Bottom Right. painted bondaweb ironed to vilene, black & white acrylic applied with roller. (52) Good visual texture.

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Indigo dyed cotton with gesso, wax resist with monoprint, grid and acrylic, lines painted with No 1 brush and fine bleach to resist. (52,53,56,57) good visual texture.

As the pieces were so easy to handle and look through, I wanted to present them in an accessible format where the textural nature of the bundled pages could also be appreciated.  Linking back to the ‘tea’ theme, I chose to recycle a tea bag box, with a small extension for the A7 samples.

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I like the tactile nature of this sketchbook, it was good to work with small pieces, to allow things to dry and then go back to them.  The textural look and feel of holding a bundle of pages is pleasing to me.  I appreciate actual and visual texture, found Dorothy Caldwell’s work inspirational and thoroughly enjoyed working through this exercise.


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TEXTILES: Preparing for Higher Education – Sketchbooks – Exercise 4.2 Customising a sketchbook – Stage 2 Painter-inspired translation

Before moving on, I tried to paint a room setting, from a photograph I set up at my parents house, inspired by their 1950’s chairs!  I had difficulty painting it directly, as I had done with all the pictures in the previous post, so resorted to sketching it first with charcoal.

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I was pleased with the result at this point.  Once I started painting, I felt I lost my way a bit with the colour.  I was intending to use the bold complementary combinations previously observed, but found it difficult with the muted colours of the actual room in mind.  Referring to Patrick Heron by Mel Gooding, I found a painting in a earthy colours that appealed (Night Still Life 1948).

I was reminded that earlier in this process I thought that the colours used were based on a limited palette, for example, the three cool primaries or the three warm primaries and some of my paintings in the previous post used one or other of those combinations.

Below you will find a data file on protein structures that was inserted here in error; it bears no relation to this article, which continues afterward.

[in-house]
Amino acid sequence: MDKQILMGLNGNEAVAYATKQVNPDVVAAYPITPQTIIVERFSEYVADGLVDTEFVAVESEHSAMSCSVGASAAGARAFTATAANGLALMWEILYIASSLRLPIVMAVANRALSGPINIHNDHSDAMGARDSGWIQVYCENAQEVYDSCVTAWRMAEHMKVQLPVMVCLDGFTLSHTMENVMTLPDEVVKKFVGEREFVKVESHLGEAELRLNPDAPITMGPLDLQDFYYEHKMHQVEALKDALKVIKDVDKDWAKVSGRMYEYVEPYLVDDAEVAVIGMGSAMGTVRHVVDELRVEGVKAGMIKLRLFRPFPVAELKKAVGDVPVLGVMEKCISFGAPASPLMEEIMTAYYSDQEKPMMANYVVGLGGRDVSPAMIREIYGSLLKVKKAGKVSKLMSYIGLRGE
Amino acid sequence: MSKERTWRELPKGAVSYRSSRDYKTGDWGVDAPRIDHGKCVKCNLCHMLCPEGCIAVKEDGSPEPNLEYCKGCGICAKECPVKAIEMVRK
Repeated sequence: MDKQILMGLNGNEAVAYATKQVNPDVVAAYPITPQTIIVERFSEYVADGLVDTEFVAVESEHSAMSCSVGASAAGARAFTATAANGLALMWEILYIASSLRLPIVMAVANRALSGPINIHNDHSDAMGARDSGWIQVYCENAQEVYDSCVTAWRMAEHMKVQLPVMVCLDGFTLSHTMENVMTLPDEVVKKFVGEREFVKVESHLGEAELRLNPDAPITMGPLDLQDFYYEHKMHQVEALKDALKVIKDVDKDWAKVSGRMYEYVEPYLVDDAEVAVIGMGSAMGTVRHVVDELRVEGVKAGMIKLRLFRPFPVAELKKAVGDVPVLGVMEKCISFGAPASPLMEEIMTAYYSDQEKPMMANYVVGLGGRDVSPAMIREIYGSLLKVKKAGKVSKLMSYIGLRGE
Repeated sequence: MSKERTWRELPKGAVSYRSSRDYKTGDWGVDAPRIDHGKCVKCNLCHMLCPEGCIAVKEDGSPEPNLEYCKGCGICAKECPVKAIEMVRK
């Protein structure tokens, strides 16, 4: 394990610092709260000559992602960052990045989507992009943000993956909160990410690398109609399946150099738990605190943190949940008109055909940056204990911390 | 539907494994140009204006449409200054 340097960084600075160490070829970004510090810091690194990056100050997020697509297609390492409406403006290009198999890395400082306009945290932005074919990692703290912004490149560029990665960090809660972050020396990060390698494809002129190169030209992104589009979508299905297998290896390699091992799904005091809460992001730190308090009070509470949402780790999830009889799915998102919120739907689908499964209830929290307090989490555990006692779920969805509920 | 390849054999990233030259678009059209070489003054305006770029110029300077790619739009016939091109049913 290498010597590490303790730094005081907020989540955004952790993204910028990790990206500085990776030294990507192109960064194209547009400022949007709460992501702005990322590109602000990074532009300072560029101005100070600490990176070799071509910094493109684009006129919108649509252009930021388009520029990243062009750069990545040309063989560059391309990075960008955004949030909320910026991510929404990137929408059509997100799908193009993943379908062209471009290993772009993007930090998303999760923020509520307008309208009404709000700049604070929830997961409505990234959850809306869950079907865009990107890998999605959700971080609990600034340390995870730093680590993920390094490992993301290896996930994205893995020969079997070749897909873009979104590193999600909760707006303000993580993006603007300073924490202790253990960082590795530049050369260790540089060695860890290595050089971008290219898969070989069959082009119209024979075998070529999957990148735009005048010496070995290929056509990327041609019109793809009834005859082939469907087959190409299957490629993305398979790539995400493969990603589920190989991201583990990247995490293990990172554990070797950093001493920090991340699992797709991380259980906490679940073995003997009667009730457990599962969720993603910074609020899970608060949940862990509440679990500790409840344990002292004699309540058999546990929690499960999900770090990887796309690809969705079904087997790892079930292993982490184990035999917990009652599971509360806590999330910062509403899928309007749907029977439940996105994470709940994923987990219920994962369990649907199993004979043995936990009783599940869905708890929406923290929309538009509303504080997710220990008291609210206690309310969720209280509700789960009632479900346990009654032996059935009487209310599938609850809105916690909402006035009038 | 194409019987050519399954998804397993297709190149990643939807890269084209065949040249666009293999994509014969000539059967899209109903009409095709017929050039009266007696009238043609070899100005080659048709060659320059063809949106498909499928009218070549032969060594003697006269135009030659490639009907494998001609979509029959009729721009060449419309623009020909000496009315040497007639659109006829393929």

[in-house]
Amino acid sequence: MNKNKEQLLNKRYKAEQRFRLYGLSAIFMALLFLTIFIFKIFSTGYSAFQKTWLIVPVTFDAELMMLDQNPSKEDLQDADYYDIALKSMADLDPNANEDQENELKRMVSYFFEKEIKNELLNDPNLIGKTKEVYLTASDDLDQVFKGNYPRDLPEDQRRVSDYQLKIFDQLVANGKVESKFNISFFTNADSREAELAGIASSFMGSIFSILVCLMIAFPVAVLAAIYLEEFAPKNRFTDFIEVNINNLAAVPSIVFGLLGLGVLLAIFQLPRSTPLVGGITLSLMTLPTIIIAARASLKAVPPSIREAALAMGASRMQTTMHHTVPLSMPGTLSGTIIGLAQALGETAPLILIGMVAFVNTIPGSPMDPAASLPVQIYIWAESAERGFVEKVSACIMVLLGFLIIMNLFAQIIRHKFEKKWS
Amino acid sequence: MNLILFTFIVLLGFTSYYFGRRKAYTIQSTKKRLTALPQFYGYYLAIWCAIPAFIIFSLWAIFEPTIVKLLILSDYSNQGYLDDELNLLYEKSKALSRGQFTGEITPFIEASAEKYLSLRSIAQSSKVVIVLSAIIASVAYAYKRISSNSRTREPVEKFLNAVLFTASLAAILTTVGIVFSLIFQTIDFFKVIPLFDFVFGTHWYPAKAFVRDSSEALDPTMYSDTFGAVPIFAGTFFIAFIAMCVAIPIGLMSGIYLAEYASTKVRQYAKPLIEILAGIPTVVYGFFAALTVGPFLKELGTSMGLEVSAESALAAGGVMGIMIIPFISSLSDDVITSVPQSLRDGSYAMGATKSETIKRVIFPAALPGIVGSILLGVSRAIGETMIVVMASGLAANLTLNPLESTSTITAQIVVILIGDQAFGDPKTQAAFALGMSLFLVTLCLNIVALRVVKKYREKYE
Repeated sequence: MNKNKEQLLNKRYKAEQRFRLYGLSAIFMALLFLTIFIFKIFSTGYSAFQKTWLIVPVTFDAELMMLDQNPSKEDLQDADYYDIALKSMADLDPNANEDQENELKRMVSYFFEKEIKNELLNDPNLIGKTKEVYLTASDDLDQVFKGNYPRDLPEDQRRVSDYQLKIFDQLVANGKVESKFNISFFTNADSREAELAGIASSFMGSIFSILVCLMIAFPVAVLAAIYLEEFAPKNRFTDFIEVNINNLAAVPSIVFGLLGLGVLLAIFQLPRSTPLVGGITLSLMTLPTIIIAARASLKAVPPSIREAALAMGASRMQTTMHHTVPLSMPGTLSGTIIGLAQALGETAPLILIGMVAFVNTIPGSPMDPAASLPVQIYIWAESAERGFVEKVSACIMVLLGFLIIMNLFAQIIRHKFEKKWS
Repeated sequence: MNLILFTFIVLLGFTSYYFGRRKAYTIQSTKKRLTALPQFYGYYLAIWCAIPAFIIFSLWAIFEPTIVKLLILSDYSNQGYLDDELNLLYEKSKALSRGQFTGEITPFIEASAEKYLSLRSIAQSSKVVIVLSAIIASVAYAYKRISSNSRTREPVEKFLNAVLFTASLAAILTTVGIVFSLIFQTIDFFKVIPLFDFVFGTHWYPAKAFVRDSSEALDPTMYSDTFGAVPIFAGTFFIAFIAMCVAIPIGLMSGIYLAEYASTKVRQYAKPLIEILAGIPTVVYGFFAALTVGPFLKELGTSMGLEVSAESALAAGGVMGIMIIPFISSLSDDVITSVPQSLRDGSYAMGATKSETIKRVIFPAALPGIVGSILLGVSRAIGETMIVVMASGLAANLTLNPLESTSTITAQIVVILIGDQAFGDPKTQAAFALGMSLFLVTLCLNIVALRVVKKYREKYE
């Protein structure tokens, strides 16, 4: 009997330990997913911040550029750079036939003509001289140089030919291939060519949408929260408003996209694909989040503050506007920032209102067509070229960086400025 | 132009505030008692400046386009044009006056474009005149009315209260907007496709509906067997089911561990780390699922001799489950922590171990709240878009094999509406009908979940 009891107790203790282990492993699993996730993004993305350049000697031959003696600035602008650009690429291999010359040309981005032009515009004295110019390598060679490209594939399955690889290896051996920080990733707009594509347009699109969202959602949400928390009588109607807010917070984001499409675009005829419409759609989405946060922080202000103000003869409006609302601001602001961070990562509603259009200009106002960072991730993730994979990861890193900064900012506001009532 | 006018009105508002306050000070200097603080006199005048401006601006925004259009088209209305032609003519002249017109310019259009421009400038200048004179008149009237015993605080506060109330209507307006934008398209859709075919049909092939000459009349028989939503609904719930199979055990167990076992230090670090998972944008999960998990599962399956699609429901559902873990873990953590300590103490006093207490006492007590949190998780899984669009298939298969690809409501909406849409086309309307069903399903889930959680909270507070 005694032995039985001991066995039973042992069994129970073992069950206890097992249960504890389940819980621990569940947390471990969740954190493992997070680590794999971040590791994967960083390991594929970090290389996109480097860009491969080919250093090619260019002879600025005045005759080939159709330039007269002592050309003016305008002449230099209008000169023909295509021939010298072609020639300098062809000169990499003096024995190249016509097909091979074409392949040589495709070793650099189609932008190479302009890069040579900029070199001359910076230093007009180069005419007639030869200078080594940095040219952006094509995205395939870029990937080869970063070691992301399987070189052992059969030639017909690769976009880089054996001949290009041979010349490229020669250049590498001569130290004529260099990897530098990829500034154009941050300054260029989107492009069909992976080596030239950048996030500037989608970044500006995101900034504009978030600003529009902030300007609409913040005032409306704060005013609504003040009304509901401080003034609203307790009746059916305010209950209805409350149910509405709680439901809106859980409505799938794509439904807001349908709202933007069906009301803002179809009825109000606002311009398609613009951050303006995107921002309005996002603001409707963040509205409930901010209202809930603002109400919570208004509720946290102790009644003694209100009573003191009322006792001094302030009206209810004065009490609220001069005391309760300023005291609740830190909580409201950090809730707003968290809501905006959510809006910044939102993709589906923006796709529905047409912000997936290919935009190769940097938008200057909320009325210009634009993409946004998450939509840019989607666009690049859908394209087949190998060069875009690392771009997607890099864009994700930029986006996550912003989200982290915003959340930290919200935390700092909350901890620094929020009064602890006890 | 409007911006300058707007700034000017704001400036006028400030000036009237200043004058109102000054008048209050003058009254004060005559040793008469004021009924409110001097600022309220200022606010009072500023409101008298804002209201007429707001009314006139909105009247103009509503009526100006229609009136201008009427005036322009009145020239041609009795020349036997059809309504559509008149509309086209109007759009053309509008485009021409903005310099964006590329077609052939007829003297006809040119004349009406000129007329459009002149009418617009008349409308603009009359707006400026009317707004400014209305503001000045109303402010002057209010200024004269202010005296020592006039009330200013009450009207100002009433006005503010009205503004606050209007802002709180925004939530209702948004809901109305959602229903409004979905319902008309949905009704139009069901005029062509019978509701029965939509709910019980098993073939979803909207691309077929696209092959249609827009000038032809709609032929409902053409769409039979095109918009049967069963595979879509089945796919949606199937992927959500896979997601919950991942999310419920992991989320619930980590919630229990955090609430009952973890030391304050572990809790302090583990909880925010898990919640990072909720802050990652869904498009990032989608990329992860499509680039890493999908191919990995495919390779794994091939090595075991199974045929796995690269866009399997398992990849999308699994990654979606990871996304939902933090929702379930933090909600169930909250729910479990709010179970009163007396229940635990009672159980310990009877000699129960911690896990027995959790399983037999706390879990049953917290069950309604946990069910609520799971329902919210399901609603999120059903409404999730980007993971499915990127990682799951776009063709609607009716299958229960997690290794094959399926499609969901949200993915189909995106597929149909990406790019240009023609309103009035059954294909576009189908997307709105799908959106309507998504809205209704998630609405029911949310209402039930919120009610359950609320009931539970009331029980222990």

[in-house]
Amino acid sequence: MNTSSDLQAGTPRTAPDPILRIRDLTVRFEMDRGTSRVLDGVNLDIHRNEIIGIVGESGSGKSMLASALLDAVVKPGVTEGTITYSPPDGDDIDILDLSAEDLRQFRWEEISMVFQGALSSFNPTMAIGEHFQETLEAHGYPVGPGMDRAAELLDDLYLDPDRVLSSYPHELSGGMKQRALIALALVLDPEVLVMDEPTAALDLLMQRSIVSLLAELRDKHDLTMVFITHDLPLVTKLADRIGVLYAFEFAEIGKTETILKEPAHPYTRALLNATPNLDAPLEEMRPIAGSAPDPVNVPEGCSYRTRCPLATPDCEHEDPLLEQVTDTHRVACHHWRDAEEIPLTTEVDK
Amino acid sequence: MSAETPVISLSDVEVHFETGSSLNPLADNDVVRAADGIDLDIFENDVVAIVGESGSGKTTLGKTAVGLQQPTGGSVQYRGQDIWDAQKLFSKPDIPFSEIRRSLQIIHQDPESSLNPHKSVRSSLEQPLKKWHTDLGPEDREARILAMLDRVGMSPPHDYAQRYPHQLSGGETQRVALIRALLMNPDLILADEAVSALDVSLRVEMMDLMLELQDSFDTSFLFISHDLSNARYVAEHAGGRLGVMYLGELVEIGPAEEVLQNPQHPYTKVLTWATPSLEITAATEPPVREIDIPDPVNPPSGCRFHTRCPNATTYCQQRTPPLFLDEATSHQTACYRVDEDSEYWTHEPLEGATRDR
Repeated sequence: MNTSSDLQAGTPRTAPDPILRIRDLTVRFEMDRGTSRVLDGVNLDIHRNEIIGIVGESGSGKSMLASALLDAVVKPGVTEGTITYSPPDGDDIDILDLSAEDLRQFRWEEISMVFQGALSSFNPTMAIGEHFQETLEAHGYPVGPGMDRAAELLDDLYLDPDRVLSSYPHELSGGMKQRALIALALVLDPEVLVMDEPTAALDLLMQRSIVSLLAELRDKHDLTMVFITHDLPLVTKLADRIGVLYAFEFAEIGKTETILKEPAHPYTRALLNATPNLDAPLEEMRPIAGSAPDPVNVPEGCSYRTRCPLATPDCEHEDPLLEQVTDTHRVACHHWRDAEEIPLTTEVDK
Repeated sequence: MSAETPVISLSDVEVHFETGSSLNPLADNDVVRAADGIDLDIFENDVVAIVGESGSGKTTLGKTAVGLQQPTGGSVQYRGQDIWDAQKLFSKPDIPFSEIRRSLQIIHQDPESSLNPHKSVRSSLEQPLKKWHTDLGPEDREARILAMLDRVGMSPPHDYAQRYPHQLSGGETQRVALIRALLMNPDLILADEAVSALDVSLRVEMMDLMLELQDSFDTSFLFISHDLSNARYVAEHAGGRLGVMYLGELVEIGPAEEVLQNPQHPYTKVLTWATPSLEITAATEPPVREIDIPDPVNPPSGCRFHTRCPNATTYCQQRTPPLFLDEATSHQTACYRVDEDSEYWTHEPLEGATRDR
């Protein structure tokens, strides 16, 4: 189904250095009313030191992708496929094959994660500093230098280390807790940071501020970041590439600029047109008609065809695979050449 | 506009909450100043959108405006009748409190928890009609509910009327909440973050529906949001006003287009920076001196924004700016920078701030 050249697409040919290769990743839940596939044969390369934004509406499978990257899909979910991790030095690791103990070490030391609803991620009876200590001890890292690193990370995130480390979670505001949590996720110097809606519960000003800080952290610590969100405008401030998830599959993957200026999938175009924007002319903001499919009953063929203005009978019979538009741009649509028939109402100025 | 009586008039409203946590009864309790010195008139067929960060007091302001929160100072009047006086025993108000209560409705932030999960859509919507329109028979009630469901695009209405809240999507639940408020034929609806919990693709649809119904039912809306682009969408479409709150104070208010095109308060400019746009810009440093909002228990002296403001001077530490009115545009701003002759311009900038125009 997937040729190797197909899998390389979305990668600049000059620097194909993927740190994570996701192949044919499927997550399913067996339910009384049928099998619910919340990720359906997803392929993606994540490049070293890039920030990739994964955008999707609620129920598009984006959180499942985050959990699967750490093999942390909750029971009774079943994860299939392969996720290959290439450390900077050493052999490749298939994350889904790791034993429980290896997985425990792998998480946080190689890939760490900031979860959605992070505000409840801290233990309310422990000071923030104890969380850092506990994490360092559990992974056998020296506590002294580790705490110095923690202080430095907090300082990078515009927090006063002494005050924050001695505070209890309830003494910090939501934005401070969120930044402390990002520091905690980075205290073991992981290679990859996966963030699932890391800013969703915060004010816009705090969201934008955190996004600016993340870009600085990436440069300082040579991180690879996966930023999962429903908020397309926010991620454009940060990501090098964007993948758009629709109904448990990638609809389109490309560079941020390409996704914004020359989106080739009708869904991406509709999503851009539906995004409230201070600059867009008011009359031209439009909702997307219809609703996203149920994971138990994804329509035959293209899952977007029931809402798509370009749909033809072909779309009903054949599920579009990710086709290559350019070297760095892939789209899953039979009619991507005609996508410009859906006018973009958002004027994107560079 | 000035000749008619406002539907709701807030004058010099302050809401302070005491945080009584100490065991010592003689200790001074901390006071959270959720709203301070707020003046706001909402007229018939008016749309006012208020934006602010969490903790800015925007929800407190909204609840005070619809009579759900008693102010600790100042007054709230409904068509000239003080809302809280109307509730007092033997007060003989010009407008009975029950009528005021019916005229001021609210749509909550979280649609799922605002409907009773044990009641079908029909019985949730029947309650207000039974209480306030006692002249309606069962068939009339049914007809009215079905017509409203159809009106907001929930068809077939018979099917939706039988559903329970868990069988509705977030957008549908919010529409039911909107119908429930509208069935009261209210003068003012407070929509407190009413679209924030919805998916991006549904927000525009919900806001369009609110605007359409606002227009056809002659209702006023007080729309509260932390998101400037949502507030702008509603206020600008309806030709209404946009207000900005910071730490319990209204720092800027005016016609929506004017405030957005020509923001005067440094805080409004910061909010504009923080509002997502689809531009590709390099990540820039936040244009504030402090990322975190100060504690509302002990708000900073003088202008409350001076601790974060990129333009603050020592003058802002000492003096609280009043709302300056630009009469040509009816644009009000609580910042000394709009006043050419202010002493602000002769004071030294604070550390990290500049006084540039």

Referring to David Hornung’s book,  A Workshop for Artists and Designers, I realised that the that the colours I was hoping to achieve could be mixed from an earthy tones triad, plus white.

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This is the beginnings of my testing, the top four circles painted in yellow ochre, red ochre, indigo & white (all Winsor & Newton).  It was good to explore this and I will revisit it again soon.

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The above is my finished painting.  Whilst i am quite pleased with it, I lost my spontaneity somewhere near the beginning, deliberated over it for far too long and definitely over worked it,  but I was delighted to discover all the colours that could be achieved with an earthy tone primary triad and feel that working in an old book in a Patrick Heron-inspired way has been truly inspiring and improved my confidence.

Gooding M (1994) Patrick Heron Phaidon Press Ltd

Hornung D (2004) Colour, A Workshop for Artists and Designers Laurence King Publishing Ltd


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TEXTILES: Preparing for Higher Education – Sketchbooks – Exercise 4.2 Customising a sketchbook – Stage 2 Painter-inspired translation

This task has been very enjoyable.  I had in mind that I would like to find and old book with a stitched spine so it would lay flat and was fortunate enough to find one in a charity bookshop.

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Initially when considering the painter’s work, I painted out the text with white gouache or gesso so I could write on the page.

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but once I got into painting, I liked the added effect of seeing some of the text showing through.

The paper is of good quality with a slightly textured surface and easy to paint on. I mixed colours, matching them to computer prints of his paintings, although I later discovered that the colours are stronger in Mel Gooding’s book about the artist (Phaidon).

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DSCF4321       Had a go at painting a ‘Checked Tablecloth’.

DSCF4322       Painted one of my Mum’s dining chairs.

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Tried ‘The Long Table with Fruit’ and ‘Anenomes and Lemons’.